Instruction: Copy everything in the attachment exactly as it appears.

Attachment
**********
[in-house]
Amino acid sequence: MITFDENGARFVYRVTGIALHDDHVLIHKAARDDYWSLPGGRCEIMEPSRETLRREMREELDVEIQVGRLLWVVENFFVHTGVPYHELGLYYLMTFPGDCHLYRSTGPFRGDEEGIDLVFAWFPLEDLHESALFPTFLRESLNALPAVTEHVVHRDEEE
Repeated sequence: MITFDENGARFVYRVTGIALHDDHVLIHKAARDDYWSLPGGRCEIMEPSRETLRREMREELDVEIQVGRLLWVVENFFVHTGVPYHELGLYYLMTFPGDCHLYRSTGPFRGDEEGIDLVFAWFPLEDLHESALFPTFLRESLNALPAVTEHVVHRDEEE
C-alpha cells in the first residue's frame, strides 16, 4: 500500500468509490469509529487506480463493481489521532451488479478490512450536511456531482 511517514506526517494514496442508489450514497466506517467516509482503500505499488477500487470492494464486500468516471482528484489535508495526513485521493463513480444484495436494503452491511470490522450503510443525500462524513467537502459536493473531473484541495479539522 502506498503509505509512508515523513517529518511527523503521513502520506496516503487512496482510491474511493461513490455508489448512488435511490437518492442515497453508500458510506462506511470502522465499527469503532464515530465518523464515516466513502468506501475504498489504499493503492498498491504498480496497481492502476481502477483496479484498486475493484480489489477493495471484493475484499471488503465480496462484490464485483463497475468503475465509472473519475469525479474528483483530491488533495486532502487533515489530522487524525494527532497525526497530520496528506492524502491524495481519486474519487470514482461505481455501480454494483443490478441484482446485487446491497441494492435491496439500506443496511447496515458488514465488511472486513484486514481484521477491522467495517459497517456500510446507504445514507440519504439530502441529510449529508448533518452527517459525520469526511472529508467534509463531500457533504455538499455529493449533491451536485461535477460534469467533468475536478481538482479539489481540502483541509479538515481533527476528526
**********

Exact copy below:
[in-house]
Amino acid sequence: MITFDENGARFVYRVTGIALHDDHVLIHKAARDDYWSLPGGRCEIMEPSRETLRREMREELDVEIQVGRLLWVVENFFVHTGVPYHELGLYYLMTFPGDCHLYRSTGPFRGDEEGIDLVFAWFPLEDLHESALFPTFLRESLNALPAVTEHVVHRDEEE
Repeated sequence: MITFDENGARFVYRVTGIALHDDHVLIHKAARDDYWSLPGGRCEIMEPSRETLRREMREELDVEIQVGRLLWVVENFFVHTGVPYHELGLYYLMTFPGDCHLYRSTGPFRGDEEGIDLVFAWFPLEDLHESALFPTFLRESLNALPAVTEHVVHRDEEE
C-alpha cells in the first residue's frame, strides 16, 4: 500500500468509490469509529487506480463493481489521532451488479478490512450536511456531482 511517514506526517494514496442508489450514497466506517467516509482503500505499488477500487470492494464486500468516471482528484489535508495526513485521493463513480444484495436494503452491511470490522450503510443525500462524513467537502459536493473531473484541495479539522 502506498503509505509512508515523513517529518511527523503521513502520506496516503487512496482510491474511493461513490455508489448512488435511490437518492442515497453508500458510506462506511470502522465499527469503532464515530465518523464515516466513502468506501475504498489504499493503492498498491504498480496497481492502476481502477483496479484498486475493484480489489477493495471484493475484499471488503465480496462484490464485483463497475468503475465509472473519475469525479474528483483530491488533495486532502487533515489530522487524525494527532497525526497530520496528506492524502491524495481519486474519487470514482461505481455501480454494483443490478441484482446485487446491497441494492435491496439500506443496511447496515458488514465488511472486513484486514481484521477491522467495517459497517456500510446507504445514507440519504439530502441529510449529508448533518452527517459525520469526511472529508467534509463531500457533504455538499455529493449533491451536485461535477460534469467533468475536478481538482479539489481540502483541509479538515481533527476528526